• Ajneya: Kavi-karm ka Sankat, by Krishna Dutt Paliwal, Vani Prakashan, New Delhi
  • Ajneya ka Katha-sahitya, A. Arvindakshan, Kochin
  • Ajneya ka Antahprakriya Sahitya, by Mathuresh Nandan Kulshreshtha, Chitralekha Prakashan, Allahabad
  • Ajneya aur Poorvottar Bharat, Ed Rita Rani Paliwal, Vani Prakashan, New Delhi
  • Vagarth ka Vaibhav, by Ramesh Chandra Shah, Vani Prakashan, New Delhi
  • The Quest of Ajneya, by Roger Hardham Hooker. Motilal Banarsidass Publishers, New Delhi
  • Alochak Ajneya ki Upasthiti, Krishna Dutt Paliwal, Vani Prakashan, New Delhi
  • Kavi Ajneya ki Saundarya Chetna, by Chandraprabha Baluja, Sahitya Prakashan, Meerut
  • Ajneya: Kavya Rachana ki Visheshtayein, by Krishna Sinha. Bihar Hindi Granth Akademi, Patna
  • Ajneya (Monograph), by Ramesh Chandra Shah, Sahitya Akedemi, New Delhi
  • Ajneya by Prabhakar Machve, Rajpal & Sons, Delhi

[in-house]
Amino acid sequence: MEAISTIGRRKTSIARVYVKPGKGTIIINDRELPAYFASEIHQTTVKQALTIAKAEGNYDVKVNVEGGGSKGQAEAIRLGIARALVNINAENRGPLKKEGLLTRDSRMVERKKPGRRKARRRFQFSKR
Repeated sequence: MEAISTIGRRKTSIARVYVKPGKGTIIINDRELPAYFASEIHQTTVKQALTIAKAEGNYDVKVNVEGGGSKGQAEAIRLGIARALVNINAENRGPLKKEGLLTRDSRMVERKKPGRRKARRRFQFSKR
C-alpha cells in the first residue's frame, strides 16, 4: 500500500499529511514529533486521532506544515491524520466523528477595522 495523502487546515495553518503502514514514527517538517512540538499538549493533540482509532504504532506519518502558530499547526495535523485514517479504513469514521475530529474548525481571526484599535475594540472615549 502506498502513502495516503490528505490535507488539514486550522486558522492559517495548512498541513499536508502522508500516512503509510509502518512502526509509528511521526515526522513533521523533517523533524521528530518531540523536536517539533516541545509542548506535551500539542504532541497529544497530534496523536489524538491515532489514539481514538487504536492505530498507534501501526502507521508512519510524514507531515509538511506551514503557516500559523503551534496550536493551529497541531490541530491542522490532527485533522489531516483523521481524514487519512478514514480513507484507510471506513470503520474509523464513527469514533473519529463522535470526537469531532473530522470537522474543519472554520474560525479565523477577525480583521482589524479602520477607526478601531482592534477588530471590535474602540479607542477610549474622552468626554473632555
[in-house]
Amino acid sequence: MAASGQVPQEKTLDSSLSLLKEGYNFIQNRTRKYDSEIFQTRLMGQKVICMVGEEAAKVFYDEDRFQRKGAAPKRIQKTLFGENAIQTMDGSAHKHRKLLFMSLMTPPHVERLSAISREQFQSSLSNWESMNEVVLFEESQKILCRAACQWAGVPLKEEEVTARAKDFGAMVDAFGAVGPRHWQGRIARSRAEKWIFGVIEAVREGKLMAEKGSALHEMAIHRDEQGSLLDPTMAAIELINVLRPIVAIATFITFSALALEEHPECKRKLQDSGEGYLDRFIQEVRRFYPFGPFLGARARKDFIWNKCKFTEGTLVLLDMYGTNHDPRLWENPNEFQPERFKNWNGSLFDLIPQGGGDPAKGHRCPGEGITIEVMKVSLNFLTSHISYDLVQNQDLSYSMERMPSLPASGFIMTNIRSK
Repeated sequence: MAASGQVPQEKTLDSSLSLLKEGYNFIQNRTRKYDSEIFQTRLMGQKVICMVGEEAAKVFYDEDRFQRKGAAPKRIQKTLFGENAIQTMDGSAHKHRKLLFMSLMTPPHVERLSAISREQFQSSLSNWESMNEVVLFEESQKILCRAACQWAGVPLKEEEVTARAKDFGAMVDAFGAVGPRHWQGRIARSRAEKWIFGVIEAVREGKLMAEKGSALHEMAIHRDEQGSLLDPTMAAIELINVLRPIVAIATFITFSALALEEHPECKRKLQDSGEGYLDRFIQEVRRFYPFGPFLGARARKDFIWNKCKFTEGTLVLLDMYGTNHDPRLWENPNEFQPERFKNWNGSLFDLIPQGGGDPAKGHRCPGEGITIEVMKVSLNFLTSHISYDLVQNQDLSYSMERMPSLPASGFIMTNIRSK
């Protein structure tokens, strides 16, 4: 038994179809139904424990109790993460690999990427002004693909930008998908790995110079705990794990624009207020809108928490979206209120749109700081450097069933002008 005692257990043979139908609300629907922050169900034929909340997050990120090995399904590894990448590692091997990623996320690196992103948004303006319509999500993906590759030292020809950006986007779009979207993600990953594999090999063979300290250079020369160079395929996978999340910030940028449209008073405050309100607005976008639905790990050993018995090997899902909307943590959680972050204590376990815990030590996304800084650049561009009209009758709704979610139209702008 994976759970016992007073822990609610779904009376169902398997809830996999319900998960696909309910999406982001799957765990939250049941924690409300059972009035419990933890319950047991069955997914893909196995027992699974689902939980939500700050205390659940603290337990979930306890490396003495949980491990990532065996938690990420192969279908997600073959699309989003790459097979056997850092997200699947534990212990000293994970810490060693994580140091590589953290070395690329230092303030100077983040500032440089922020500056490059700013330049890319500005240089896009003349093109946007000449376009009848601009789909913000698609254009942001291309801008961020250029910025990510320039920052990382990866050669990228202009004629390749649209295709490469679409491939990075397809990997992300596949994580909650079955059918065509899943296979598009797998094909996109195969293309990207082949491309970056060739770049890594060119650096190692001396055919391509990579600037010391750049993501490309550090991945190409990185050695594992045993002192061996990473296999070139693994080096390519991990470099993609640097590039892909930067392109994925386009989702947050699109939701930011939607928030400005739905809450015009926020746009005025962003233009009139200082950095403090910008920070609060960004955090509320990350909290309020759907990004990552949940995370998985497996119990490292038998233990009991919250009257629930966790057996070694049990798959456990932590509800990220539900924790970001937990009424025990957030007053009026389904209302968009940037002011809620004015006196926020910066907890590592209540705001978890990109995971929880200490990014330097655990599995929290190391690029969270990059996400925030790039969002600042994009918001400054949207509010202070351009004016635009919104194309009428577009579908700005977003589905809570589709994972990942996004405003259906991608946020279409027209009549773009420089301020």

• Ajneya ki Itihas-drishti, by Shankar Sharan, Yash Prakashan, New Delhi
  • Ajneya ka Sansar, Ed by Ashok Vajpeyi, Pooroday Prakashan, New Delhi
  • Chhayavad ke Pariprekshya mein Ajneya ka Kavya, by Kamal Kumar, New Delhi
  • Ajneya ki Kavita: Parampara aur Prayog, by Ramesh Rishikalp, Vani Prakashan, New Delhi
  • Ajneya: Kuchh Rang Kuchh Raag, by Srilal Shukl, Prabhat Prakashan, New Delhi
  • Ajneya Vol.1 to Vol.5, Anthologies Ed by Harish Trivedi/ KD Paliwal, Roopa & Co., New Delhi
  • Apne Apne Ajneya, Vol.I & Vol.II, Ed by Om Thanvi, Vani Prakashan, New Delhi

External links[edit]